Col. J. Shelton Scales was a war hero, but he principally was remembered Saturday as a wonderful father and grandfather.
Scales, a retired Marine Corps colonel who survived the Battle of Iwo Jima during World War II, died May 27 at King’s Grant Retirement Community at the age of 97. He was retired from the insurance field and active in the community for many years.
A memorial service was held Saturday at Forest Hills Presbyterian Church in Martinsville, where Scales was a charter member and elder.
Scales and his wife, the late Mary Stacy Crockett Scales, had four children, two of whom spoke at the service, along with Scales’ grandson Austin Scales.
Scales youngest son, Phil Scales, said that his father had a lifelong love of gaining knowledge, which he likely had inherited from his mother, a former teacher.
“He liked to share knowledge,” Phil Scales said. “He loved the outside, and as a child we took many trips up to the Blue Ridge Parkway and different areas. It always amazed me how he would go and point out trees, birds, shrubs ... he knew all the names, and he tried to impart that to all of us children.”
Phil Scales said his father took it upon himself to teach all four of his children how to read, and every morning before school — even when they were in high school — he read to them for 15 minutes, everything from the Bible to Moby Dick.
“If you’ve ever read Moby Dick, the first 250 pages are about the dryest reading (imaginable),” Phil Scales joked. “I revolted. I’m sure my brother, who was much more of an intellectual than I was, was just soaking it up.”
His father, Phil Scales said, was a master storyteller and joke-teller, a fact known to everyone who encountered him. Roughly 25 years ago, Phil Scales said, Shelton Scales recorded an oral history of his life, from his earliest childhood memories through his military service in World War II, and gave copies of the audio to his children.
Shelton Scales’ Marine Corps training instilled in him several qualities that he also tried to pass on to his children, Phil Scales said, such as a love of physical fitness and punctuality.
As a child, he said, “I was up with my brothers at 6:30 in the morning doing calisthenics.”
Also, Phil Scales said, his father had an oft-repeated catchphrase when it came to punctuality: “If you’re late, you’re wasting somebody else’s time.”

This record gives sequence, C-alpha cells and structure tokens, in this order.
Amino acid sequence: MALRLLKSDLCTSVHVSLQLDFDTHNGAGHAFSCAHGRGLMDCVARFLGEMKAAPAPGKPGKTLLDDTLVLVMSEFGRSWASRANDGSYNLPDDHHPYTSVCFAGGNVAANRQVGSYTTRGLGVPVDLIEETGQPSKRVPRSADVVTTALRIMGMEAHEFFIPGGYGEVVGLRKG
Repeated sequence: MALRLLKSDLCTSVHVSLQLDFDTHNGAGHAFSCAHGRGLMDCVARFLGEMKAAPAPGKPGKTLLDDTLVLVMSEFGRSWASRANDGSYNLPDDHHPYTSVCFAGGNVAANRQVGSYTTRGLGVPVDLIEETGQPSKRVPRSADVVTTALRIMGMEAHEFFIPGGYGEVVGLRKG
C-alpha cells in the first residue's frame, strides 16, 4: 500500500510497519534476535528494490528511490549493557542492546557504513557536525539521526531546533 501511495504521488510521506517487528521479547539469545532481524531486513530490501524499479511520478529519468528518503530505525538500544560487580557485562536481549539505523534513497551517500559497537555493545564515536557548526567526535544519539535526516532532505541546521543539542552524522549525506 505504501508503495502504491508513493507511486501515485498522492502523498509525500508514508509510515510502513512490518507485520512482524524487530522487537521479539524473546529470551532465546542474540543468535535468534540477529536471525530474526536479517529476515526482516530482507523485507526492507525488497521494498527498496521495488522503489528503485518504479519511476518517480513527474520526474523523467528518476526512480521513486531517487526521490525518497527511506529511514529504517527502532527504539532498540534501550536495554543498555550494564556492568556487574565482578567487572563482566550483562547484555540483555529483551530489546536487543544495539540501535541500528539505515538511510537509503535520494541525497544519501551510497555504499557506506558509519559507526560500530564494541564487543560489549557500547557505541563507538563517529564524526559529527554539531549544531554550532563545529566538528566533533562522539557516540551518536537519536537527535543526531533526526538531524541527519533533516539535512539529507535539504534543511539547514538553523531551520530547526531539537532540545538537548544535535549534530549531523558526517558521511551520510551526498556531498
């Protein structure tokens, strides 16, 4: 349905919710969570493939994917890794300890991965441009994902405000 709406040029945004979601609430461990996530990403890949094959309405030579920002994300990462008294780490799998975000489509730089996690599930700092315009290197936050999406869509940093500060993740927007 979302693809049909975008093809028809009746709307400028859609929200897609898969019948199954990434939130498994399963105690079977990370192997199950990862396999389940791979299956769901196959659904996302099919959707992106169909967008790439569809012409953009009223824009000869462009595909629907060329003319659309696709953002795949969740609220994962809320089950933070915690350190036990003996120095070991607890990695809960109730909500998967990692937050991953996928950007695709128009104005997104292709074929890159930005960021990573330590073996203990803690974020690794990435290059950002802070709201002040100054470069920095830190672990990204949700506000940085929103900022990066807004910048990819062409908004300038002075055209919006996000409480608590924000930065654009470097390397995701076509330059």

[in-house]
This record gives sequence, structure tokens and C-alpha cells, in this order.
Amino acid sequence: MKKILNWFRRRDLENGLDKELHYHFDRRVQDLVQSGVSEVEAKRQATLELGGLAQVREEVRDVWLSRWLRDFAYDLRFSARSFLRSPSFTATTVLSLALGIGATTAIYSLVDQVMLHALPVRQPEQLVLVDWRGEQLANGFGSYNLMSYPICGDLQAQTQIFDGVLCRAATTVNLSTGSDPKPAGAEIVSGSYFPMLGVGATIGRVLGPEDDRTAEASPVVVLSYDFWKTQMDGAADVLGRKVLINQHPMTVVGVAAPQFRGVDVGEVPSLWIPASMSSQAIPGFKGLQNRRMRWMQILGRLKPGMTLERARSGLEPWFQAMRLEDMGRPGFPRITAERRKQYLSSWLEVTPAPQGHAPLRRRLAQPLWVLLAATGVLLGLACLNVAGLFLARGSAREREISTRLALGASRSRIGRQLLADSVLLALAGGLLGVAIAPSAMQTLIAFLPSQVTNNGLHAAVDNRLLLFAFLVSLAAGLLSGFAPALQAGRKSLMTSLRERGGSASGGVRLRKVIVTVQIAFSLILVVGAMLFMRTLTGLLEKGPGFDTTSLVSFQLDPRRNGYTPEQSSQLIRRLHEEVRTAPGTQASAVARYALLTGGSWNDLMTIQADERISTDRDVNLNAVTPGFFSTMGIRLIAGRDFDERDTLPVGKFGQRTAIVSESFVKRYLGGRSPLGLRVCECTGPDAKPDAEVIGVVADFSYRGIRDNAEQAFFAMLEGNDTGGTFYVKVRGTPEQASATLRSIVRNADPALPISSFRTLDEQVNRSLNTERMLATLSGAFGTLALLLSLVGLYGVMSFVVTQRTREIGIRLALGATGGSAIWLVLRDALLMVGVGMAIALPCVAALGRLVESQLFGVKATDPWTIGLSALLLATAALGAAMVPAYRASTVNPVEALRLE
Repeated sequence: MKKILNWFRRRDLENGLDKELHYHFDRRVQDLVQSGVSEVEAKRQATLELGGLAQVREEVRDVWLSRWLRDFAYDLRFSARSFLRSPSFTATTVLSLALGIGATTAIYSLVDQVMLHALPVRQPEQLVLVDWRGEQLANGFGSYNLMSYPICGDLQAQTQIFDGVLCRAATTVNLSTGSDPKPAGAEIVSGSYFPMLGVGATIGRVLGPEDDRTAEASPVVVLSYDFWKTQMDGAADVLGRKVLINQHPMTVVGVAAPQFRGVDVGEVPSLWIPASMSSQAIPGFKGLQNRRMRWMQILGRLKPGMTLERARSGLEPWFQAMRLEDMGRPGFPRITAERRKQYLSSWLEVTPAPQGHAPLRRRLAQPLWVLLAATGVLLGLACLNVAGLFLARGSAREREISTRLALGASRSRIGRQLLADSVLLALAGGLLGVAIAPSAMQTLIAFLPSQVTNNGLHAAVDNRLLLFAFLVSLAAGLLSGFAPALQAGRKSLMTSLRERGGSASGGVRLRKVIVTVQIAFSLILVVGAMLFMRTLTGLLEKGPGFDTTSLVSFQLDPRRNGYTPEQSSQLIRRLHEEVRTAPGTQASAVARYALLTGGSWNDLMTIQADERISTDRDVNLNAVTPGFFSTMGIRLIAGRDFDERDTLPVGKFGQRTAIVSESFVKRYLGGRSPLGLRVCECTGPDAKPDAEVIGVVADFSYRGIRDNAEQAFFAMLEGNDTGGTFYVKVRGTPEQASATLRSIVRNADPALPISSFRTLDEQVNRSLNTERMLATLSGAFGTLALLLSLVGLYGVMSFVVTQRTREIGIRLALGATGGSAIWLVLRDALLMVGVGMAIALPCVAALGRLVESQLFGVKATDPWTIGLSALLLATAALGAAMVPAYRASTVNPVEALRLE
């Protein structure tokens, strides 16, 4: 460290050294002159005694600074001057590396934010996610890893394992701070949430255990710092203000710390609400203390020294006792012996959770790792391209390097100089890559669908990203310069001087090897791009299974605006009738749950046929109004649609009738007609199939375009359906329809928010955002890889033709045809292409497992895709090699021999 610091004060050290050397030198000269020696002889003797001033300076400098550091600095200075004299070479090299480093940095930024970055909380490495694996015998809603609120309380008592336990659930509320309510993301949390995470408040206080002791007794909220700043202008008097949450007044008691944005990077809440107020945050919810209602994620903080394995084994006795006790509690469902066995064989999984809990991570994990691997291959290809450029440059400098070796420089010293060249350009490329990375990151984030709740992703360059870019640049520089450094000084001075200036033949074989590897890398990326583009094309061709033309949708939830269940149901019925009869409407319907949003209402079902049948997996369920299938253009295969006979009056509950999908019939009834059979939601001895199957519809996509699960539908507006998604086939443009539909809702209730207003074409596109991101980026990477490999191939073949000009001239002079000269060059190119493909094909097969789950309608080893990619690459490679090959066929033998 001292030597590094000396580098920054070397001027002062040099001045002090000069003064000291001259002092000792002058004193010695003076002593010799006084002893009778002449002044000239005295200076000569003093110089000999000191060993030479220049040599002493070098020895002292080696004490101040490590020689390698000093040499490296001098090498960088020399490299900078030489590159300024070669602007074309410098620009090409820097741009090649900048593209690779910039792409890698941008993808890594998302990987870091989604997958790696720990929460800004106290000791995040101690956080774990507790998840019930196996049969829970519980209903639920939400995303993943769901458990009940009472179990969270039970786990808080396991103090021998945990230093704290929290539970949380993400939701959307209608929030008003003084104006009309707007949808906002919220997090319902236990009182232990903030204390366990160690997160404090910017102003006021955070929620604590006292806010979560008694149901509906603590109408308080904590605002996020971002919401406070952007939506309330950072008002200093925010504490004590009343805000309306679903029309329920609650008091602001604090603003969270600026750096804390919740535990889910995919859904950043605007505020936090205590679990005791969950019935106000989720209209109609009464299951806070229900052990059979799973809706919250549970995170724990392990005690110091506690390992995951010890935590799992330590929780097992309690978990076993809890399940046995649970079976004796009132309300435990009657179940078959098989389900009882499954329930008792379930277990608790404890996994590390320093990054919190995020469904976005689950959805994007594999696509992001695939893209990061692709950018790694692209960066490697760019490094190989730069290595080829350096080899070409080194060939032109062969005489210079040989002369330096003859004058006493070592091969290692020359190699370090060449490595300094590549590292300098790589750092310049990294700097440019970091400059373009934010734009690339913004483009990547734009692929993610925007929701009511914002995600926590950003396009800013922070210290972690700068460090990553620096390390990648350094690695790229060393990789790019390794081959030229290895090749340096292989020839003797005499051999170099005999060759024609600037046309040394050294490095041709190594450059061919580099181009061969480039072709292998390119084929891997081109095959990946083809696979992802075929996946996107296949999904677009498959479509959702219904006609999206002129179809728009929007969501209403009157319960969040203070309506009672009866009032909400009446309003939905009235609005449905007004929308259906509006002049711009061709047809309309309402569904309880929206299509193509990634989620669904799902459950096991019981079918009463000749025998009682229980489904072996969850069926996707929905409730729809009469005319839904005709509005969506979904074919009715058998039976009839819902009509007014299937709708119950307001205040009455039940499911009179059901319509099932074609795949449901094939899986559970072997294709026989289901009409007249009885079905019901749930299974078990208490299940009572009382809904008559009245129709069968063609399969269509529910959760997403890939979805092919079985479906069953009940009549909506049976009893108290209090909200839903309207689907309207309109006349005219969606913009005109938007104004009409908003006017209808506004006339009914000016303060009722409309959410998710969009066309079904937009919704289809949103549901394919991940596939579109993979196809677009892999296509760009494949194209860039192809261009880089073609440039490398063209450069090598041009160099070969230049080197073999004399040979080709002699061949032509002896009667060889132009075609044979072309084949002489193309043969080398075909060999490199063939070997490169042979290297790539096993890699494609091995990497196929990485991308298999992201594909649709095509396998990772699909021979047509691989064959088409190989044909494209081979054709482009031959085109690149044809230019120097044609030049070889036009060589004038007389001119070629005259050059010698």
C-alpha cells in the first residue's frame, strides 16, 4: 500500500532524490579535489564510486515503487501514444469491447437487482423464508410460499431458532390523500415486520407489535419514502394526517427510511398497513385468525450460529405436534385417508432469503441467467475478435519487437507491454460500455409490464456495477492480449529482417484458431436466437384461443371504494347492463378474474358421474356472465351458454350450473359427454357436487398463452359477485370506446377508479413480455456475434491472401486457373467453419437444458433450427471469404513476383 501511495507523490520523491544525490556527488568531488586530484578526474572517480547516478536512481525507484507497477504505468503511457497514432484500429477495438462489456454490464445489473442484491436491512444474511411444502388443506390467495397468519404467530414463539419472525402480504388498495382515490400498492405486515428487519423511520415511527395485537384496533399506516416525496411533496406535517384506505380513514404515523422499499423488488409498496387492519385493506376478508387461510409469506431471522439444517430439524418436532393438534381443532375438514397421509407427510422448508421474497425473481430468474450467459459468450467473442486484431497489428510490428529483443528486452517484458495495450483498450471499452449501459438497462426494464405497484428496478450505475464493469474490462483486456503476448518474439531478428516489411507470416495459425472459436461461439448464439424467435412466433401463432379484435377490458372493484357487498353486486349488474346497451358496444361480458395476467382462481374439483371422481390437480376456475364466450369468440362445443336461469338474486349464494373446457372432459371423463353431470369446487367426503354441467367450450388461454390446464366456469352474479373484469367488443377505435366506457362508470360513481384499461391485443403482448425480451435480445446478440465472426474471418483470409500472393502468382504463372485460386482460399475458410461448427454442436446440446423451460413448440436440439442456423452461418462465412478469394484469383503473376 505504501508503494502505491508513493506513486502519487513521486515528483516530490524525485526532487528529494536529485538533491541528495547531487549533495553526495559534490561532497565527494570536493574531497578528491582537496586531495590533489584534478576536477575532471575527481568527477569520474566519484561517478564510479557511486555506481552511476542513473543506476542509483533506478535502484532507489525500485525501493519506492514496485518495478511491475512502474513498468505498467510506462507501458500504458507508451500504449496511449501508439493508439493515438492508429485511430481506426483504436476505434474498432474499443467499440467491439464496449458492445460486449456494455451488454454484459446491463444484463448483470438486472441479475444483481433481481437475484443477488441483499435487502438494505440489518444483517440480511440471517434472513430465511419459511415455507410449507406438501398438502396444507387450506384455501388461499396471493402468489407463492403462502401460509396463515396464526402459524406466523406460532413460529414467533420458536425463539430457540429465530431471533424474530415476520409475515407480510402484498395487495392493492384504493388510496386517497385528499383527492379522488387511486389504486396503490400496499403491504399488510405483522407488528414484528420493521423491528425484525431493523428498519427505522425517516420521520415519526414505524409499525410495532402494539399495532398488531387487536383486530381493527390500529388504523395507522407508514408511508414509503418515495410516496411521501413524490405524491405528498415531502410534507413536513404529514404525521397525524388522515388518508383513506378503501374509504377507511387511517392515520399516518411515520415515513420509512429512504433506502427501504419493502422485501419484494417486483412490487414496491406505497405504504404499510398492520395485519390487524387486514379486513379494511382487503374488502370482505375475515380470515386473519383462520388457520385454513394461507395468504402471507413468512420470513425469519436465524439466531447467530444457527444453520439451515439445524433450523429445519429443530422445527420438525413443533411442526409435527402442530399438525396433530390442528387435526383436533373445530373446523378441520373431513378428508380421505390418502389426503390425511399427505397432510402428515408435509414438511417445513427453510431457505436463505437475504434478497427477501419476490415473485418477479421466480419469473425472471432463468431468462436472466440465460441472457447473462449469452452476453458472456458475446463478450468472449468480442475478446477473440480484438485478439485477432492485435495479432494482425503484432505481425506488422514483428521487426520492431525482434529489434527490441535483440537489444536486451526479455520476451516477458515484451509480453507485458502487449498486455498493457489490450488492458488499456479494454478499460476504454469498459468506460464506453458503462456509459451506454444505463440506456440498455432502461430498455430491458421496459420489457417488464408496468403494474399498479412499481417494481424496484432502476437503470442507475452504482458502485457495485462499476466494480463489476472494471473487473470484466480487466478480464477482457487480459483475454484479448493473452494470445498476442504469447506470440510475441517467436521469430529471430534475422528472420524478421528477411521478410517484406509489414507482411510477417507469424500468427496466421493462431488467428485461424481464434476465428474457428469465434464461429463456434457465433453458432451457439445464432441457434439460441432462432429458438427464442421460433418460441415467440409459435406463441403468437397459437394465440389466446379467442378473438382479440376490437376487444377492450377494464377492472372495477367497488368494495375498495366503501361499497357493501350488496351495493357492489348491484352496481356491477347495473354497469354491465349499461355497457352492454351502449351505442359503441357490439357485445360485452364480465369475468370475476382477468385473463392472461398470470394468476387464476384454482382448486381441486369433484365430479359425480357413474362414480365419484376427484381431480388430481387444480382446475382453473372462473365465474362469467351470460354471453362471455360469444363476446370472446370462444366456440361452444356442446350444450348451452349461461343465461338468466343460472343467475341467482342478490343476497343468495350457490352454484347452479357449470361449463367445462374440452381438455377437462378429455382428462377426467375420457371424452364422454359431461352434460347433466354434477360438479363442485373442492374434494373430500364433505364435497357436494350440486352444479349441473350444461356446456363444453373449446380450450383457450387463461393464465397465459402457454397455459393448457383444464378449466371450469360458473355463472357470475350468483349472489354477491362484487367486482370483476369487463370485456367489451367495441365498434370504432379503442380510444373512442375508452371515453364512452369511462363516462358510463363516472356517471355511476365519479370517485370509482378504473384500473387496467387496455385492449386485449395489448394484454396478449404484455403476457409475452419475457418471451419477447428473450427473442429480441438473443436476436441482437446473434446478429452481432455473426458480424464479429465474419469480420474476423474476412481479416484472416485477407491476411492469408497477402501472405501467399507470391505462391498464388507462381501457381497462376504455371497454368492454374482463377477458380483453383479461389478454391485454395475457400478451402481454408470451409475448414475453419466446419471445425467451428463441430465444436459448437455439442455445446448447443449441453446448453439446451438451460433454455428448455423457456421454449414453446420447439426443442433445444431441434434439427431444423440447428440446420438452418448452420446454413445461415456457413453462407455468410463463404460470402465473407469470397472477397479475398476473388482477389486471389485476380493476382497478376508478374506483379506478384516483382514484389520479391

When he was a child, Phil Scales said, his father was not one to show a great deal of emotion.
“My father wasn’t much on telling us that he loved us,” Phil Scales said. “He didn’t need to, because his actions spoke louder than words. He treated us very well, and it was great to be his son.”
However, he said, “In the last five or six years, when I would come visit at King’s Grant, and I would get ready to leave ... he would always look me right in the eye and tell me that he loved me.”
In an open letter, Austin Scales said he is proud to have inherited many qualities from his grandfather.
“Your zeal for learning and the enjoyment you received from the anticipation of discovery served you well,” Austin Scales read. “These are qualities I am proud to have inherited. Indeed, I am proud to say that many of my best qualities I have inherited from you.”
“Your charm, your wit, your rugged good looks ... ,” he added, to the laughter of the audience.
Austin Scales described his grandfather as a self-assured man of honor and integrity who loved his family deeply.
“I will strive to seek out those qualities in myself which I have seen and admired in you,” Austin Scales read. “I will seek to stand as a living testimony to the goodness and decency you passed on to your children and grandchildren.”
In an example of Shelton Scales’ sense of humor, his son Kemp “Kit” Scales told the story of a workout routine that his father adopted later in his life, when he wanted to remain active yet had to tone down the vigor of his exercise.
The exercise routine, Kemp Scales said, had three stages, according to his father. In the first stage, he would take a 5-pound potato sack in each hand and attempt to lift them with his arms held straight out. Once he had lifted them, he would hold them level for 10 seconds.
In the second stage, Kemp Scales said, his father said he would take two 10-pound potato sacks and hold them out straight for 10 seconds in the same fashion.
Finally, Kemp Scales said, in the last stage of the workout, his father would add a potato to each sack.
Kemp Scales ended by reading a poem his father had written for his mother. The poem had been found in a sealed envelope, Kemp Scales said, with a note saying that his mother was not to open the envelope until after Shelton Scales’ death.
Stacy Scales preceded her husband in death.
The last lines of the poem read: “And when you hear a song or see a bird or smell a flower I love/Please do not let the thought of me be sad/For I am loving you just as I always have/You were so good to me/There were so many things I wanted still to do/So many things to say to you/Remember that I did not fear/
It was just leaving you that was so hard to face/We cannot see beyond, but this I know: I love you so/‘Twas heaven here with you.”